Majority of brokers don't believe that disruption will be detrimental

How technology can add much needed efficiencies to the insurance value chain

Majority of brokers don't believe that disruption will be detrimental


By Alicja Grzadkowska

Disruption in insurance is no longer viewed as the bully on the schoolyard, with more insurance professionals welcoming this process and looking forward to the change it will bring to the industry.

For instance, in Argo Group‘s recent report, “The Future of Insurance – 2019 Insights: Technology and Climate Change Creating Today’s Risks and Opportunities,” a majority of surveyed brokers said that they expect artificial intelligence will significantly disrupt traditional insurance distribution models, but they don’t think this disruption will be detrimental. In fact, 70% of brokers think AI “will enable them to work smarter and offer personalised solutions to clients,” and that’s not the only technology that’s being viewed favourably.

“Though we expect it will take years to deploy, we are beginning to see examples of blockchain benefitting the insurance industry,” stated Ian Macartney, head of innovation and digital for Argo, in the report. “Many insurance databases, for example, contain redundant, repeated information. By using blockchain, each party can maintain control of their own while offering a way to exchange needed information that isn’t document-oriented.”

In conversation with Insurance Business at InsureTech Connect (ITC) in Las Vegas earlier this year, Macartney commented more broadly on the technology environment and specifically, how the growth of the insurtech industry will impact traditional insurance companies.

“I think it’s good for the industry. I’ve been in the industry 32 years and for 32 years I’ve been saying we need to bring technology in,” he said. “We don’t adopt [enough] technology within the industry and some of that’s because people don’t like change. It’s not a sexy industry to try and disrupt, but the reality is that there’s a lot of opportunity to do so.”

He highlighted why it’s important for insurers to bring insurtechs into the fold and recognise that the insights they can provide are useful to the industry as well as certain lines of business over the long-term. Argo has been investing in insurtech companies through its Argo Ventures arm, and according to Macartney, “We’ve started to bring them into our organisation to help us solve some problems, which I think we needed to do. We have people who have been managing workers’ comp for 30 years. They don’t know how to change it, so we need [other] people to look at it and see why they do that [process], what we can do better, and can we challenge them to do [something new].”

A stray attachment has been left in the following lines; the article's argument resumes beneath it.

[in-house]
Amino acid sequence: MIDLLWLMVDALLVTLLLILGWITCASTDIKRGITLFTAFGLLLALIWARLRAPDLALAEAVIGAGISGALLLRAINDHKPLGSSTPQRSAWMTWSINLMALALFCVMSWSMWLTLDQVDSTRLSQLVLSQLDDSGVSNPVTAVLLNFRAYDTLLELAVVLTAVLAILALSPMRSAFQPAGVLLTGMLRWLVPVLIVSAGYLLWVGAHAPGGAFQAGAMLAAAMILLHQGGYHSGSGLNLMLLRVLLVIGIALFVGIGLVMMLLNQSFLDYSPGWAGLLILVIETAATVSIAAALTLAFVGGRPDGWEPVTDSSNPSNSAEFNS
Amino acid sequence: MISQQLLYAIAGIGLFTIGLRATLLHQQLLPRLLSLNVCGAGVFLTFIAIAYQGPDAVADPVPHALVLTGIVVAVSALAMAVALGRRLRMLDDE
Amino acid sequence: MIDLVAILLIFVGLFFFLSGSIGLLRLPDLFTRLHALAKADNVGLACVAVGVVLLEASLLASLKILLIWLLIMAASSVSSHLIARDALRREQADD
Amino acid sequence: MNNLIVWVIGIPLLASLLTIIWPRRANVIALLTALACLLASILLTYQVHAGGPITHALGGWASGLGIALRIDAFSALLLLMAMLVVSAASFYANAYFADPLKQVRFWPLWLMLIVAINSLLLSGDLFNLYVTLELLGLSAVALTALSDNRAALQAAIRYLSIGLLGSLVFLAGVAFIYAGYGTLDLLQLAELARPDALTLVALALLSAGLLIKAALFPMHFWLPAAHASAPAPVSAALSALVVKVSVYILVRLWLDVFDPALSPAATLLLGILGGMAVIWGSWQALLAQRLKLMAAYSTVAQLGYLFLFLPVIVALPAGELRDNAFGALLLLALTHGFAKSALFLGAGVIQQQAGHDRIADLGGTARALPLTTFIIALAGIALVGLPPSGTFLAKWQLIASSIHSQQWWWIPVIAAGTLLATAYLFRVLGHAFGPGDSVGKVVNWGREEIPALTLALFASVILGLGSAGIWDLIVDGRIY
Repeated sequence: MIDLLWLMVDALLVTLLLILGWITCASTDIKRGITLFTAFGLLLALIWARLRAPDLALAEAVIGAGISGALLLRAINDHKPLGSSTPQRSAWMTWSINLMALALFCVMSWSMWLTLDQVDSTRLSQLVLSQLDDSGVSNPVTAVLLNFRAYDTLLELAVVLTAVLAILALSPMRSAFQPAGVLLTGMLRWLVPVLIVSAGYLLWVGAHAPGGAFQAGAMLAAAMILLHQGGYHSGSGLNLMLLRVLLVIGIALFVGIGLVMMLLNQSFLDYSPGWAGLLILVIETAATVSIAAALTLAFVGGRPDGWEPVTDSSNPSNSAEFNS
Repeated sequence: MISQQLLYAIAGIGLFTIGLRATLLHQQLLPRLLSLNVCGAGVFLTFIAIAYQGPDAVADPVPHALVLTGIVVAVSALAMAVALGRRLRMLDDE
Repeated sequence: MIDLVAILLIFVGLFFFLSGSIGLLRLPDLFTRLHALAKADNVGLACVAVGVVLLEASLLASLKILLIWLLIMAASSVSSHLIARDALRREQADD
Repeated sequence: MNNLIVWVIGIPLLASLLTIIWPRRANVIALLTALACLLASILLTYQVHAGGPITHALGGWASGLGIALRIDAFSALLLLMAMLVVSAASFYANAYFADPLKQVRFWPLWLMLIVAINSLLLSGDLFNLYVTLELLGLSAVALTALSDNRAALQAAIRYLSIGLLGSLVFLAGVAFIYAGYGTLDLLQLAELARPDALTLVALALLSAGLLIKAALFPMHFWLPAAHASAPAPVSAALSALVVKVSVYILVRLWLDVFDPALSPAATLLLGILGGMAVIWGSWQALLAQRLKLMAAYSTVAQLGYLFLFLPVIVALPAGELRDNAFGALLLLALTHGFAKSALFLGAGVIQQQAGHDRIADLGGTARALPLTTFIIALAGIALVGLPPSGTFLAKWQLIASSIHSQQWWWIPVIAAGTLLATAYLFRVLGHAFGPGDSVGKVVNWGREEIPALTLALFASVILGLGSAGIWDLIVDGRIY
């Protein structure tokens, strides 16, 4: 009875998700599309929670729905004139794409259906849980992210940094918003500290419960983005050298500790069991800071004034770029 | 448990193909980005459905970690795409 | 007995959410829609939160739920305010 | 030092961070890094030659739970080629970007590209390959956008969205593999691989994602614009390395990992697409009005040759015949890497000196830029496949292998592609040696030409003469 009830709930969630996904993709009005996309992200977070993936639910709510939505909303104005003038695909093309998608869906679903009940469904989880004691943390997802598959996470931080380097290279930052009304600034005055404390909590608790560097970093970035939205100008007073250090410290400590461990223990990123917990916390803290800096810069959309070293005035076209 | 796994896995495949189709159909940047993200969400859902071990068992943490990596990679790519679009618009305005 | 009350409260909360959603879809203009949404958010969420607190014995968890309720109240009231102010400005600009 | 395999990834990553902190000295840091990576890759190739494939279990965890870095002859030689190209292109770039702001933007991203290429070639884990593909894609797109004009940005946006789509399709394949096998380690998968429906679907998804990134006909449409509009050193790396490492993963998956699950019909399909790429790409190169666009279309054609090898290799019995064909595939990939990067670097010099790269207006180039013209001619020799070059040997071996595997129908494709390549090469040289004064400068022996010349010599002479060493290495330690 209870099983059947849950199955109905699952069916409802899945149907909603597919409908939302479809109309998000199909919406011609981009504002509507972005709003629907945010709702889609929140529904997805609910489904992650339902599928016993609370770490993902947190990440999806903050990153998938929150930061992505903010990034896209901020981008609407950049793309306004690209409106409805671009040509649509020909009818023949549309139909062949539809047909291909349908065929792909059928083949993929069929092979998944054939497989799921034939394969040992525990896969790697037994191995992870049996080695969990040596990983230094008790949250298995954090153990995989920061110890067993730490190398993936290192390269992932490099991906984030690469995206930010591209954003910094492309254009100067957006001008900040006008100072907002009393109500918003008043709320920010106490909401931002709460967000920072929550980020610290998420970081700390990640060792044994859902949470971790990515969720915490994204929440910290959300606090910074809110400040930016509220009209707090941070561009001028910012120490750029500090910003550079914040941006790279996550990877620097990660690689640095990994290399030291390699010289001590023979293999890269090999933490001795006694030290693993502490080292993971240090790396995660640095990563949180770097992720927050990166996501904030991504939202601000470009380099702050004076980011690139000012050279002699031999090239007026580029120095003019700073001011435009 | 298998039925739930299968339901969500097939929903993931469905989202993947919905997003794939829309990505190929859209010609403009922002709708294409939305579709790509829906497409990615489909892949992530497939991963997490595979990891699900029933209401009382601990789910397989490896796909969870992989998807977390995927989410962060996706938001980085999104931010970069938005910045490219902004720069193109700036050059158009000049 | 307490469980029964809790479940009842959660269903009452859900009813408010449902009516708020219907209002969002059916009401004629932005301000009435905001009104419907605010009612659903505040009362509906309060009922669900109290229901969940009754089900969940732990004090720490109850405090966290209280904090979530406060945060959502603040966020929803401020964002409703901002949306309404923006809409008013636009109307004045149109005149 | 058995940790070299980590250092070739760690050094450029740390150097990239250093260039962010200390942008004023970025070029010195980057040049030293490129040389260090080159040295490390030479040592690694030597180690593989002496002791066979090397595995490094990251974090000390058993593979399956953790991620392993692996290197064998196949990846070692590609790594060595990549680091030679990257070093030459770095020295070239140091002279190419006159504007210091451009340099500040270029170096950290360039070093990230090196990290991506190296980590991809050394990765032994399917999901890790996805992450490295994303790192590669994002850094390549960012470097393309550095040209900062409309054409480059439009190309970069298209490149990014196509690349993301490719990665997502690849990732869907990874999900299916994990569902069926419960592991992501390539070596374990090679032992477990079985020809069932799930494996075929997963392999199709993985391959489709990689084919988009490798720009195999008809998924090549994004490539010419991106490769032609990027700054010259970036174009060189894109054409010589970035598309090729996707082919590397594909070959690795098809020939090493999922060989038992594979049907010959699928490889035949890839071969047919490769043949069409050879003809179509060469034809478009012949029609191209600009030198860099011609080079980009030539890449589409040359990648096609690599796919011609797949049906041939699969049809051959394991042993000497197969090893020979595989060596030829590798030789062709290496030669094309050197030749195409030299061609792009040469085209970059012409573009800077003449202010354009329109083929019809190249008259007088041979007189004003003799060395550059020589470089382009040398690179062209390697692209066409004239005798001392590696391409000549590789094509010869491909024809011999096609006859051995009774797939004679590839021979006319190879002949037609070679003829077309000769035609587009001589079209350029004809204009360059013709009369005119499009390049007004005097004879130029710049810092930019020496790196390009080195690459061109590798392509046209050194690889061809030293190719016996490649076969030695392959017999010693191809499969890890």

The insurance industry is a heavily regulated one, so the insights of the insurers who have been in business for many years and know how to navigate the rules underpinning this industry are also vital to making this partnership work.

“Without each other, it’s not going to work. We should partner more because they’ve got some great ideas on how to disrupt or change our industry, but we understand it and we have the brand,” added the Argo leader.

Technology-based disruption is already helping Argo and other insurers improve their more antiquated processes, such as underwriting. Macartney says that the ‘green light’ analogy is applicable in this process and can be used in combination with data to give underwriters more time to focus on complex risks. Machine learning tools can indicate that when data on a risk comes through and the insurer should decline it based on a data analysis, it can be marked as red, versus green if it’s good to quote and amber when it should go to an underwriter for further analysis.

“What we do today in insurance is an underwriter looks at most things and they shouldn’t because the data gives you everything,” he said. “The data should automate it and say, ‘nope, decline it, decline it, decline it,’ and that makes the process much more efficient.”

In turn, underwriters will have more time to examine complex risks without spending time on a process that could be automated, helping companies like Argo grow their business.

Nonetheless, despite these benefits of technology, Macartney acknowledged that many still view these tools as a threat. However, the reality is that tech tools have historically changed the way people work for the better, the Argo head said, pointing to the example of email and how it changed the way we communicate. Not that there aren’t challenges in automating all insurance processes.

“It may be straightforward for the car insurance quote, but it’s not as straightforward on the P&C side. When you try to bundle together five different types of risk and automate it, it becomes complicated,” he said. “From that perspective, it’s really about starting to look at how we can make it easier for people to use it, and how it can be useful to the client, the broker, and our underwriting colleagues. I think that takes out a lot of the fear.”

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